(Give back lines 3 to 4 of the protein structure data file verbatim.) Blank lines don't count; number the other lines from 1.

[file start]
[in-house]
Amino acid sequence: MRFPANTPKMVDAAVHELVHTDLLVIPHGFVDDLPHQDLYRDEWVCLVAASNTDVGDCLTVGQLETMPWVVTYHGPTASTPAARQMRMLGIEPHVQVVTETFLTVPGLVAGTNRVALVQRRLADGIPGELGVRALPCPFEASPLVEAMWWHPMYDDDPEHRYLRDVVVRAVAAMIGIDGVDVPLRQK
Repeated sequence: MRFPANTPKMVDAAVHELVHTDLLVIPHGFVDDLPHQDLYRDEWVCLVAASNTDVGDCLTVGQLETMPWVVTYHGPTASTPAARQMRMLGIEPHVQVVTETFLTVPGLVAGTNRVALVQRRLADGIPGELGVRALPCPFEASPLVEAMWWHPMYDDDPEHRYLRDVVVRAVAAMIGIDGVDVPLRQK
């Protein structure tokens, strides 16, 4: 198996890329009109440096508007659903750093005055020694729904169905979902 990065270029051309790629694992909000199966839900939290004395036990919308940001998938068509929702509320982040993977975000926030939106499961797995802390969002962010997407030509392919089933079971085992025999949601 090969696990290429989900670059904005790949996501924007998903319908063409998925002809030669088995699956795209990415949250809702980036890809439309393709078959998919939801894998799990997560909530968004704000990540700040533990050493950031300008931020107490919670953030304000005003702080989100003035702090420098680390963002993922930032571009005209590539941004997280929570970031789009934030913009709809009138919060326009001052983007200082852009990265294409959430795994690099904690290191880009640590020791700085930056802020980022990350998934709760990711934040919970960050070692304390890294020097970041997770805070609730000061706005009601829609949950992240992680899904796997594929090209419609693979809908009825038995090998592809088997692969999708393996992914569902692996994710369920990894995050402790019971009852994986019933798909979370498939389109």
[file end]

Repeated sequence: MRFPANTPKMVDAAVHELVHTDLLVIPHGFVDDLPHQDLYRDEWVCLVAASNTDVGDCLTVGQLETMPWVVTYHGPTASTPAARQMRMLGIEPHVQVVTETFLTVPGLVAGTNRVALVQRRLADGIPGELGVRALPCPFEASPLVEAMWWHPMYDDDPEHRYLRDVVVRAVAAMIGIDGVDVPLRQK
């Protein structure tokens, strides 16, 4: 198996890329009109440096508007659903750093005055020694729904169905979902 990065270029051309790629694992909000199966839900939290004395036990919308940001998938068509929702509320982040993977975000926030939106499961797995802390969002962010997407030509392919089933079971085992025999949601 090969696990290429989900670059904005790949996501924007998903319908063409998925002809030669088995699956795209990415949250809702980036890809439309393709078959998919939801894998799990997560909530968004704000990540700040533990050493950031300008931020107490919670953030304000005003702080989100003035702090420098680390963002993922930032571009005209590539941004997280929570970031789009934030913009709809009138919060326009001052983007200082852009990265294409959430795994690099904690290191880009640590020791700085930056802020980022990350998934709760990711934040919970960050070692304390890294020097970041997770805070609730000061706005009601829609949950992240992680899904796997594929090209419609693979809908009825038995090998592809088997692969999708393996992914569902692996994710369920990894995050402790019971009852994986019933798909979370498939389109």